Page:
Yay, xoxofest is starting to publish this year’s talks.
The activity encourages small groups to work together to transmit an image using only simple sound signals. Allocated a wooden rattle, a container of shells, two forks (or similar rudimentary sound-making devices) participants must somehow devise a code to communicate a non-verbal message.
Heeey, I’m super happy to announce the first Silly Inc. exhibition! *applauses*.
Come to say hi, drink and dance with me and my drawings and other fine people this Thursday the 25h in Madrid! RSVP here.
PS: Yes, a print featuring the heads of 20 evil robots will be on sale.
Back from Berlin.
Teaching my classes, I started to notice during the breaks that there was so much warmth between these people who often had very little in common. They had engaged in a fairly passionate and intimate kind of play with each other, and the connections between them happened so quickly, and they developed such a collective fondness for each other. But this fondness lacked the traits we normally associate with adult friendship. They didn’t know that much about each other. They didn’t know what was going on in each other’s lives. But they felt a strong and genuine closeness. They were happy to see each other. And I started to think, Oh—friends are the people you play with. That seemed like a pretty good definition of friendship to me, and I was satisfied with it.
Then, about five years ago, a friend of mine moved here from Kelowna, British Columbia. She said, You know, in Toronto, friendships are all based around talking. What you do with your friends is you go out for coffee or drinks, or you go to their apartment and you talk about stuff. In Kelowna, what you do with your friends is go swimming. It seemed really beautiful to me that in Kelowna your friends might just be these people who liked floating around in the water with you—that the people floating near you are your friends.
I’m not sure how many of you live in Berlin, but if you do and want to hang out I’ll be around until the 22th of September.
You can contact me here.
Meh kind of day.
[W]hen you leave to sail around the world, you don’t have to do it all at once. A big trip is really just a bunch of small trips put together. You just have to make it to the next port, fix what’s broken, make it to the next port, fix what’s broken and so on. I had what I needed when I started, so in that sense I was prepared.
Sooo, like two months ago I promised myself that, whenever I went outside, I’d bring my beloved 5-year-old GF1 camera with me (“I’m going to take photos all the time”, I said to myself). I can’t show you pictures of the moment I broke my oath because, of course, my beloved 5-year-old GF1 camera stayed at home the whole time, unaware of my betrayal.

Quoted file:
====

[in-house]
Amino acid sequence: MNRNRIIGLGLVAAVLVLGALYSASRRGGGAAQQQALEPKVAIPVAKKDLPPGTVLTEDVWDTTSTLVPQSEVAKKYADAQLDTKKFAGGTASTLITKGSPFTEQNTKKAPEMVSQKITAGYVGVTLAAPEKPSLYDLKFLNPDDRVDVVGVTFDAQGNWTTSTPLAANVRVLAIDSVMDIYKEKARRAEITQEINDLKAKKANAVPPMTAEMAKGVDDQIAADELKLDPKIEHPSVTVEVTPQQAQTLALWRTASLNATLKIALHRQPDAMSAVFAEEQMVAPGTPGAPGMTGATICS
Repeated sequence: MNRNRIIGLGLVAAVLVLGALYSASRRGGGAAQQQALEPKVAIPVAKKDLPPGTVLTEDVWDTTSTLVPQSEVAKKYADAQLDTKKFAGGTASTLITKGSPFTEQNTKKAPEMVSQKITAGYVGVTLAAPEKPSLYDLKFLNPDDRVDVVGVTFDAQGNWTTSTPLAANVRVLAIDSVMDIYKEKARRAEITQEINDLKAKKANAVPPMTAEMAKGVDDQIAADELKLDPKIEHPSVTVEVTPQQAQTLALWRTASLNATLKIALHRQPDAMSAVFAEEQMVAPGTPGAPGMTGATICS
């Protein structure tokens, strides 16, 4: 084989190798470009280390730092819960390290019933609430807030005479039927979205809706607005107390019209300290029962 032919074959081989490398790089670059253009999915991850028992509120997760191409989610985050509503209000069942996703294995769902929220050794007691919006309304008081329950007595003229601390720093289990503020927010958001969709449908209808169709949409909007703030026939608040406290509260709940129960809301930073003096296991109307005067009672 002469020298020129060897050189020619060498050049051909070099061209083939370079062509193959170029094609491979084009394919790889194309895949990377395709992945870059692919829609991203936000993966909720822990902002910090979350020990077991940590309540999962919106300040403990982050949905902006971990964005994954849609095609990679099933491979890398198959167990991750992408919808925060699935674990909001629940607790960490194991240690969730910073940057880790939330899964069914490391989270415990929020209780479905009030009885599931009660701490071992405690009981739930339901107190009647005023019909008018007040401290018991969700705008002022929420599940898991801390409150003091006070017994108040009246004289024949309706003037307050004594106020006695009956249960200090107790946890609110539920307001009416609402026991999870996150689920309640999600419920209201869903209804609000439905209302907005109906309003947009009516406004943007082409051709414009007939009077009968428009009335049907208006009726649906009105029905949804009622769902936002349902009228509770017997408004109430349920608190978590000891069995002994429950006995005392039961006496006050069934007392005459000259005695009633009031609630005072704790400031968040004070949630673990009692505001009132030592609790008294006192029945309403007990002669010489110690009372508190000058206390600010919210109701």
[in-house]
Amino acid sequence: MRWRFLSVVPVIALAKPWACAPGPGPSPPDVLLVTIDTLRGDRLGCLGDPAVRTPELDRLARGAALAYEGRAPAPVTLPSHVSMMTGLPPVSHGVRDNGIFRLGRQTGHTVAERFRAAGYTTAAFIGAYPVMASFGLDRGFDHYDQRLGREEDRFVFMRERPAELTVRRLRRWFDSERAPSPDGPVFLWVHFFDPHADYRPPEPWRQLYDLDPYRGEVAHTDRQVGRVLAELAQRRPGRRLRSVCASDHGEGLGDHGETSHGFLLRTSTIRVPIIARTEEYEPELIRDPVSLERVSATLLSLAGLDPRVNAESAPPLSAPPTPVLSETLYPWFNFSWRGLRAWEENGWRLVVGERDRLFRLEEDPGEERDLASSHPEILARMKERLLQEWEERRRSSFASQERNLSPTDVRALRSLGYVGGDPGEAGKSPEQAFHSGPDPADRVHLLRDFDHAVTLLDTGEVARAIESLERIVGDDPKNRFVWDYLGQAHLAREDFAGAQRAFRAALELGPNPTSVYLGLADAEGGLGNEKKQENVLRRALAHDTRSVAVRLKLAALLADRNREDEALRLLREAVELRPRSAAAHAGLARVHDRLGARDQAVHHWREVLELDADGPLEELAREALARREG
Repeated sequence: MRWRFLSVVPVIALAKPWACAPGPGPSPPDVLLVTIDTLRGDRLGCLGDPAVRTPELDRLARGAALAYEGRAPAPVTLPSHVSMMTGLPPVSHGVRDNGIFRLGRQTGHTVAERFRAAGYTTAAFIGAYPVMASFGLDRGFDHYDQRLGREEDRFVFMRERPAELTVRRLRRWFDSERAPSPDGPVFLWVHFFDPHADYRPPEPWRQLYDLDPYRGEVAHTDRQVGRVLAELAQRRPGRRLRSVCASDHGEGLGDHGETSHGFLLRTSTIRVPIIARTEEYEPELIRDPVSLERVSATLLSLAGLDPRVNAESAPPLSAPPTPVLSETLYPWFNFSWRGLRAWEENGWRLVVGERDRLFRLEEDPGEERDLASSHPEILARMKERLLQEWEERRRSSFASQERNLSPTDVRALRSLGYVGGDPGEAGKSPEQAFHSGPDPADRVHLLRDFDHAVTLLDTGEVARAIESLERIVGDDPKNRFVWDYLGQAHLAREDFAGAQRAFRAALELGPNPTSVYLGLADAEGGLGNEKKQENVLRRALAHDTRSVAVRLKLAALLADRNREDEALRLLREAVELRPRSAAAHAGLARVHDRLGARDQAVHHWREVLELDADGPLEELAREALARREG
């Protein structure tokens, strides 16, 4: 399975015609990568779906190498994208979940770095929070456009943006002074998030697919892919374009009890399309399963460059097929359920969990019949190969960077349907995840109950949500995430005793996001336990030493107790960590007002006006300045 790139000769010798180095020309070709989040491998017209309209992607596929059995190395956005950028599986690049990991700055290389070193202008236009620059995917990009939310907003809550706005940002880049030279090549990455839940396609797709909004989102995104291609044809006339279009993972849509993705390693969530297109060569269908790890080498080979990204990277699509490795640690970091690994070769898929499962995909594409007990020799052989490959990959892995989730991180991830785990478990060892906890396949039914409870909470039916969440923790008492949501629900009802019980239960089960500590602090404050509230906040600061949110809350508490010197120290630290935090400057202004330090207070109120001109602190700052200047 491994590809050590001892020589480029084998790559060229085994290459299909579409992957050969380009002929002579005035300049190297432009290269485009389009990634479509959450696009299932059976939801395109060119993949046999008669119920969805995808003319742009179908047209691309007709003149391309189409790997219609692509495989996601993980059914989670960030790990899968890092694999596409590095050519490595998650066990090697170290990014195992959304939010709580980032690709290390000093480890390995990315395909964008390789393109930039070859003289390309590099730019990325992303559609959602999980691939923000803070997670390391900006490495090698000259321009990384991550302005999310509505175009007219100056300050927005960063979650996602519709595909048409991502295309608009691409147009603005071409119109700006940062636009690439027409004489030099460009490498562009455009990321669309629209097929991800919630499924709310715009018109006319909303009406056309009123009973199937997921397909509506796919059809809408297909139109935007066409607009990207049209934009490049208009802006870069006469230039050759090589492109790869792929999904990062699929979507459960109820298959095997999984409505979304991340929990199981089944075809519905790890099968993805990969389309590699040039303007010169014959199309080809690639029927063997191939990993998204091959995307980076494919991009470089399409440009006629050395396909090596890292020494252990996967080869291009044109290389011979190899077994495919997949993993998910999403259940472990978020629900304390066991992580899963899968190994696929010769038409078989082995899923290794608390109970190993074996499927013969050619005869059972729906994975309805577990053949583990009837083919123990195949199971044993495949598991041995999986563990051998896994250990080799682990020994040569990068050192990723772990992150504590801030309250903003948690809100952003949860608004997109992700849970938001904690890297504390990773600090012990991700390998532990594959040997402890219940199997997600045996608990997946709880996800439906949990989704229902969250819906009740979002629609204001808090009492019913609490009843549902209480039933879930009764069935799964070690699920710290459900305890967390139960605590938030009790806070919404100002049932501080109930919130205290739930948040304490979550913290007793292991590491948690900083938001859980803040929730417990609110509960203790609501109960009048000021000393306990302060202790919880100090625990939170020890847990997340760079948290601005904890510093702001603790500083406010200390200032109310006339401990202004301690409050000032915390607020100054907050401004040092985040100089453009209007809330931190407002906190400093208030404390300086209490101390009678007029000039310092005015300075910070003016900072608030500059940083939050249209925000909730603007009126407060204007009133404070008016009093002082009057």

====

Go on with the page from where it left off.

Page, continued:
A couple of days ago, however, after successfully bringing my photographic device to some places and making click click click several times, I decided to give it another try.
I also created a photo diary, because I like failing bigger every time.
I hope you like it.
I drew some super simple (and inflatable?) icons the other day at work.
PS: I’ll be in Berlin from 12th to 20th of July. Ping me if you’d like to meet up.
These days I use Tumblr mainly as a way to save the images I like, so I wrote a little script in ruby that downloads them to my hard drive. Here it is: tumblr-photo-export. Plus, with the resulting directory I made a beautiful screensaver.
I had a terrific time attending ELCAF (aka the East London Comic Arts Festival) this past weekend with my friend Júlia. I met some friends and illustrators from around Spain (hi, punio, bloglaurag, josejajaja, mentecalamar, cristinadauraillustration and cachetejack!) and enjoyed the talks of Chris Ware, Seth and Mattias Adolfsson. Plus, I brought a bag full of nice comics and posters!
Other thing I brought? This video of the Q&A with Chris Ware & Seth. My gift to you :)
The pasilalinic-sympathetic compass, also referred to as the snail telegraph, was a contraption built in an attempt to prove the misguided hypothesis that snails create a permanent telepathic link when they touch. The belief was developed by French occultist Jacques Toussaint Benoit and colleague Monsieur Biat-Chretien in the early to mid 19th century.
The supposed telepathic bond between the two snails was imagined to have no physical limit, thus making communication possible over any distance. By touching one half of the snail partnership it was suggested that the other snail would sense the contact and would move. Benoit built an apparatus to test his theories, but it quickly became apparent that what he expected to be a communication revolution was in fact just a costly failure.